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Analysis

          Finance Minister Sousa's Math Can't Save Ontario

 

                                                        

By Peter Shurman 

My only “difficulty” with Finance Minister Charles Sousa, when I served as his Opposition Finance Critic for the Ontario Progressive Conservatives, was that he’s a nice guy and I like him. On media he appears equally likeable and trustworthy - and he is.

But, hope is never a strategy! Critics and citizens must hold Ministers to account. So, while we might conclude from Mr. Sousa’s Fall Economic Statement that he thinks we’re the luckiest people alive, he’s wrong.

The Minister is sticking to his “Building Ontario Up” theme - but that doesn’t happen by spinning 17 of 20 minutes of the Statement into self-congratulatory re-announcements or heralding Ontario’s change from manufacturing to service economy in spite of, not because of Liberal direction - then just three minutes 'fessing up to a continued uninspiring economic picture.

Projecting growth figures that don’t materialize, or expecting to break a structural deficit’s back by saying you can rein in spending increases to almost nil, isn’t good stewardship.

Mr. Sousa projects a $7.5-billion deficit versus the budgeted $8.5-billion shortfall, but the extra billion moves money from reserve funds, an annual event, and appears to pull Hydro One IPO proceeds into general revenues. Minister Sousa told reporters that wasn't the case. But Hydro One funds used to offset a budget deficit is pure deception.

The Minister is consistent. In budgets, economic updates and responses to questions, Sousa maintains Ontario is constantly improving; that the Liberal plan is working; that a balanced budget will be achieved by 2017/18. I believe he speaks his own truth. I just don’t share his optimism.

Charles Sousa is a good soldier but “General” Kathleen Wynne, and her adjutant, “Colonel” Deb Matthews, call the shots. Their version of moving towards budget balance has always involved reaching into our pockets for just a wee bit extra or making deficits look better in a shell game.

While a balanced budget may seem like the Holy Grail, it’s only a first objective. The debt generated by deficit financing is the real issue. Remember the old truism - “there’s only one taxpayer”.

For example, Minister Sousa’s budgets don’t address total taxpayer burden. He dismisses Ontario’s provincial debt topping all other provinces’ combined. He knows every man, woman, and child is technically on the hook for about $22,000 totaling $300-billion and rising. Neither his Fall Economic Statement nor his budgets discuss ballooning electricity rates (the highest in North America).

Ordinary people don’t think in lofty numbers. They just expect government to “fix it." But everyday people are starting to understand that it costs between 11 and 12 billion dollars annually just to pay the interest! They are realizing that if Ontario were debt-free, we’d have put that money into our health system, for example. Wait times wouldn’t exist. Needed infrastructure could easily be accommodated.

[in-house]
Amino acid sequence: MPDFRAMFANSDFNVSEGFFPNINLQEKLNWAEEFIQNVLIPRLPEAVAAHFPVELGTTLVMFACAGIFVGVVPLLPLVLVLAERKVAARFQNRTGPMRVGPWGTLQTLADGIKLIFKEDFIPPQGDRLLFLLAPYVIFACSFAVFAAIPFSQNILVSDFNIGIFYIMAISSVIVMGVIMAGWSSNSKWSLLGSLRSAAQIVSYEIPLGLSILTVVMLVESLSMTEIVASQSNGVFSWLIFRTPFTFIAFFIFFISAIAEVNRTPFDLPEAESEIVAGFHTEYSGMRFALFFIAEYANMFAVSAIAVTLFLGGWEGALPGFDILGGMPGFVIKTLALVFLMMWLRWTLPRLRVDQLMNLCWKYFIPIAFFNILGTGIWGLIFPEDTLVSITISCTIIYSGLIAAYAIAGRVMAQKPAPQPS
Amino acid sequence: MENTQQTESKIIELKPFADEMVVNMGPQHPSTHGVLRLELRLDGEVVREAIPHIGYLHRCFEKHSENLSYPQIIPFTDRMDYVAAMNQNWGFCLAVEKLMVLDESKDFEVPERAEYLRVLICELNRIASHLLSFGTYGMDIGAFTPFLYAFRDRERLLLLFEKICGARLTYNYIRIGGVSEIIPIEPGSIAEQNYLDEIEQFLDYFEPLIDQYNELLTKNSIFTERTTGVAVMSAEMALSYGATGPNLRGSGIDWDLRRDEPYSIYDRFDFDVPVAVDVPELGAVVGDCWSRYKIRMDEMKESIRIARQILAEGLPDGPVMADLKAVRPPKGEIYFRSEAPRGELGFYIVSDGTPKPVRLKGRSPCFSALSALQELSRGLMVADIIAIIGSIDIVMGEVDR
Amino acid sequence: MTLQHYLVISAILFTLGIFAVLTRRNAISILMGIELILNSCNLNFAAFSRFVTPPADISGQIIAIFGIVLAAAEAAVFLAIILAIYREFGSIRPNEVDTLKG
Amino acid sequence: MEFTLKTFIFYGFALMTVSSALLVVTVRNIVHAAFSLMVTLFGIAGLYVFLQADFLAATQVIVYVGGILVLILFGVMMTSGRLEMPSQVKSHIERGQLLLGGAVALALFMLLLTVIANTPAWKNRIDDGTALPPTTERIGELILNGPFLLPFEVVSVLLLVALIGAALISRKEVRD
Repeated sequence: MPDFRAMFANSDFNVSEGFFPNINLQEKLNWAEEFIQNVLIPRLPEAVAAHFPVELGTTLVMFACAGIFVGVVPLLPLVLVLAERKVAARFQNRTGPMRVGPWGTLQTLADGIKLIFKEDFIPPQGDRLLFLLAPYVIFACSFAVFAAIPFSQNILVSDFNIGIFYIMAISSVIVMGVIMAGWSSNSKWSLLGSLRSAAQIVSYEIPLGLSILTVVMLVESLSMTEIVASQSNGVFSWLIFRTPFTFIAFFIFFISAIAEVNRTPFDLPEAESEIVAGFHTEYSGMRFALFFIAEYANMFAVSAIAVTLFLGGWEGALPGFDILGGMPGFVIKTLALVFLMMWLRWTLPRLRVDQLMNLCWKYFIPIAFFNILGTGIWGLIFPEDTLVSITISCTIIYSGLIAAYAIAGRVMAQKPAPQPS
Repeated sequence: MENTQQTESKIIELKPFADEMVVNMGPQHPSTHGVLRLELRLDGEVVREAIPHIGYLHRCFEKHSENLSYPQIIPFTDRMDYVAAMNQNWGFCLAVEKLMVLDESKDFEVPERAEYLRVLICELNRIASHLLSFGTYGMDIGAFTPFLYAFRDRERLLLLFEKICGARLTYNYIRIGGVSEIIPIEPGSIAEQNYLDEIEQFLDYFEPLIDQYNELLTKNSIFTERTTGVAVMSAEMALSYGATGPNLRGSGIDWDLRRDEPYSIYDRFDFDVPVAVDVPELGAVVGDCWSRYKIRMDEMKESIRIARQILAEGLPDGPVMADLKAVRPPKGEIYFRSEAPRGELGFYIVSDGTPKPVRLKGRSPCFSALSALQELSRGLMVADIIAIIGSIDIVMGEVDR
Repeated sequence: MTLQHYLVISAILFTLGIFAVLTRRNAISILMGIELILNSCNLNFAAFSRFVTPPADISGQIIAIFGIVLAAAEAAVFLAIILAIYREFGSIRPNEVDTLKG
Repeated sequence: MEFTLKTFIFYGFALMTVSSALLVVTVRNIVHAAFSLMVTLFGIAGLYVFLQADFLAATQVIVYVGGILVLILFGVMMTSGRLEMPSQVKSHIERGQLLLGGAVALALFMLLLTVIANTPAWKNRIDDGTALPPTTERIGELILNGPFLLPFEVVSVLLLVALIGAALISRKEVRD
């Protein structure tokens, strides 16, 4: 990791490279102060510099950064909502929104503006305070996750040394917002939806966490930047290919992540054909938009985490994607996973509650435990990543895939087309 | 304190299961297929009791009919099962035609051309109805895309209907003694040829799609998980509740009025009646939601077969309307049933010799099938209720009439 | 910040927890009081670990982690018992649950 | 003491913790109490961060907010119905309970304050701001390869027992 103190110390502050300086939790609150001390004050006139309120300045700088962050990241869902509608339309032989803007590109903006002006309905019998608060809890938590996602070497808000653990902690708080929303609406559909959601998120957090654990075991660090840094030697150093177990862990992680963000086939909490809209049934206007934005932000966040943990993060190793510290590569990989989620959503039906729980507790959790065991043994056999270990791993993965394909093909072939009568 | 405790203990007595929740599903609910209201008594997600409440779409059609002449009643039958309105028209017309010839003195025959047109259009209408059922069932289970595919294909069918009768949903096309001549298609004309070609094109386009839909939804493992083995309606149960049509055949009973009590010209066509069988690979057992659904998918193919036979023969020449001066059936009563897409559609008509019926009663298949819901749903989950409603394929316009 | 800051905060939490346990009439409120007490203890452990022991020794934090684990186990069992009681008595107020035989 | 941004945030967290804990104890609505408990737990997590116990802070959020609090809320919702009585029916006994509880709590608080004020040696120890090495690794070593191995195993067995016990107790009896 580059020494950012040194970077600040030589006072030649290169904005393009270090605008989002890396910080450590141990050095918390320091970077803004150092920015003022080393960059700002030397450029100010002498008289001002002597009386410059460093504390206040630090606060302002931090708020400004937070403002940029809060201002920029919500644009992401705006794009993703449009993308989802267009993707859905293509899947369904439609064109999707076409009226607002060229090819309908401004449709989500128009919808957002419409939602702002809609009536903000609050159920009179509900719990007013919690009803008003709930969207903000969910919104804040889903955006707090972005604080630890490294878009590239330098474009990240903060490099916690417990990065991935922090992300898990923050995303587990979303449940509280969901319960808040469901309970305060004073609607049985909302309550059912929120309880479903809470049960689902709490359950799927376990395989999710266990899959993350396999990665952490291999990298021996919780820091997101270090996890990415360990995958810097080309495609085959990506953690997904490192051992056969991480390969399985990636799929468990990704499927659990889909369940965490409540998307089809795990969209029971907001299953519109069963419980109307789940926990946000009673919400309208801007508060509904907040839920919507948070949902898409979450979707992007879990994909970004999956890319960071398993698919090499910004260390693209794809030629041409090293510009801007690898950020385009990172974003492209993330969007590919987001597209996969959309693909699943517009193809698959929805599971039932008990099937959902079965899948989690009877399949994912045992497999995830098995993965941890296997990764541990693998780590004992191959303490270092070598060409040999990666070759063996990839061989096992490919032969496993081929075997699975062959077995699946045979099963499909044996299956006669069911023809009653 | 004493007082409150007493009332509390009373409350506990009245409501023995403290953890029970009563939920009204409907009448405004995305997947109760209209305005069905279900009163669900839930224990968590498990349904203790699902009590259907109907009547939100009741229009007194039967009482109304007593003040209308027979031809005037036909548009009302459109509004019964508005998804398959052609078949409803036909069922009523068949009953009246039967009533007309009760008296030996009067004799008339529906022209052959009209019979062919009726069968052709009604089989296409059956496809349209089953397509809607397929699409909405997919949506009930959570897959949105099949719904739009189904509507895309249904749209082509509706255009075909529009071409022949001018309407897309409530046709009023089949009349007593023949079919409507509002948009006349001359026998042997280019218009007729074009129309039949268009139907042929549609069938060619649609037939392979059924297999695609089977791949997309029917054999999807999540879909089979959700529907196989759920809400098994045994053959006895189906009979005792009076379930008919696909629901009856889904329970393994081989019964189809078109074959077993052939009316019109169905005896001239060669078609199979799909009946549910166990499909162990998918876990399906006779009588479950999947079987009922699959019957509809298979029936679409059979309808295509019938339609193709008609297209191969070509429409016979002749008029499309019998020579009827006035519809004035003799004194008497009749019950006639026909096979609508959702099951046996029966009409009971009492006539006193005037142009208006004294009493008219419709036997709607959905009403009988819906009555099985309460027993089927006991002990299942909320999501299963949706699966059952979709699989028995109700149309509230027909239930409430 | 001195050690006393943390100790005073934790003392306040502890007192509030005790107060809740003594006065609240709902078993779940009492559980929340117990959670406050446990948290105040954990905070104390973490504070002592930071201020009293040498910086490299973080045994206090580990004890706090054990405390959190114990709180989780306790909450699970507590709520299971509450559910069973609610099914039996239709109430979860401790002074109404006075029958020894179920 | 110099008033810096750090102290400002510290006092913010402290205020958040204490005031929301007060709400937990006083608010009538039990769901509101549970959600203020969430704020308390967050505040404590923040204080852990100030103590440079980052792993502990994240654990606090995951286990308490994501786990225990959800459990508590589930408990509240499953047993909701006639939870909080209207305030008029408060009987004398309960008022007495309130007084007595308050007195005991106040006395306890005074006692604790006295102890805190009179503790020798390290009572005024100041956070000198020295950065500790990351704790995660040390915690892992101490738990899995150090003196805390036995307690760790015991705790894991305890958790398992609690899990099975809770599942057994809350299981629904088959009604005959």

Instead, a new pension plan (ORPP) will take another 3.8% in combined employer/employee dollars out of the economy and a cap-and-trade plan to address carbon emissions will hit companies and (indirectly) individuals. The government won’t acknowledge that hydro rates, ORPP, carbon tax, land transfer taxes scare business away to the point where reducing carbon emissions will take care of itself!

In the face of new programs and pricey power, real GDP isn’t spiraling skywards. Minister Sousa says Ontario is holding program spending in check. But he based his budget on 2.7% real GDP growth while Scotiabank’s latest forecast is 2.1%, the same for his own Financial Accountability Office. That means lower revenues. Going forward, if government spending (or interest) rises and GDP fails to keep pace, we’re in serious trouble. Yet Minister Sousa counts on increasing revenues and rigid cost control levels his party has never approached.

RBC’s current research indicates significant increases in provincial debt over the next two years. The Ministry’s numbers agree. That takes us to the 2018 provincial election and past the stated deadline for balancing revenue and expenses.

With the $0.75 U.S. dollar likely heading lower, Ontario should be doing better. Other provinces are maintaining their historical share of U.S. exports while Ontario’s share is down almost 50%! China and Mexico are “eating our lunch”. And with household debt at record levels, consumer spending offers no salvation.

I am no longer a politician. I speak for myself without “talking points”. My commentary isn’t partisan; it’s simple logic and math. Our projected real GDP figures are poor. Mr. Sousa's own Ministry specifies 2.4, 2.2, and 2.2% for the next 3 years, respectively, while Scotiabank numbers peg it at 2.3% in each of the next two. Better than Canada, but insufficient to fund Wynne economics! And unemployment won’t return to “normal” levels (under 6%) until 2018.

Minister Sousa’s mellifluous speaking style and superlatives inspire confidence but the track he’s on doesn’t. To borrow from Kathleen Wynne, ”we need to have an adult conversation”. If she thinks her new friend in Ottawa will bail her out, the cupboard is bare.

In summary, Premier Wynne needs to say we’re adults; that we have a problem; that we must make some serious decisions about what’s affordable; and that we have to take concrete action now.

 

Peter Shurman was the Ontario Progressive Conservative Finance Critic from 2011 to 2013.

 

 

 

 

 

 

Posted date : November 27, 2015
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